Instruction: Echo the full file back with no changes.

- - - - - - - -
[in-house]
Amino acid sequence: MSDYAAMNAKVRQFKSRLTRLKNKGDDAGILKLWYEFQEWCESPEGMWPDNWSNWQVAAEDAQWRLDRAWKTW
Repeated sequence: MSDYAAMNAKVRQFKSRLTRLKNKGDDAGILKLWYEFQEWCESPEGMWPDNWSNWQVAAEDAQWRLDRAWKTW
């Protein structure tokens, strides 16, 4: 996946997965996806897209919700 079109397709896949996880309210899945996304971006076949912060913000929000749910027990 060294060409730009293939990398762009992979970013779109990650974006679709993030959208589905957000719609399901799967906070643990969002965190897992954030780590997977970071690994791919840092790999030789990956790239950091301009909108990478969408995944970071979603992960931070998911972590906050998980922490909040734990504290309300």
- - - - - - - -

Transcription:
[in-house]
Amino acid sequence: MSDYAAMNAKVRQFKSRLTRLKNKGDDAGILKLWYEFQEWCESPEGMWPDNWSNWQVAAEDAQWRLDRAWKTW
Repeated sequence: MSDYAAMNAKVRQFKSRLTRLKNKGDDAGILKLWYEFQEWCESPEGMWPDNWSNWQVAAEDAQWRLDRAWKTW
């Protein structure tokens, strides 16, 4: 996946997965996806897209919700 079109397709896949996880309210899945996304971006076949912060913000929000749910027990 060294060409730009293939990398762009992979970013779109990650974006679709993030959208589905957000719609399901799967906070643990969002965190897992954030780590997977970071690994791919840092790999030789990956790239950091301009909108990478969408995944970071979603992960931070998911972590906050998980922490909040734990504290309300």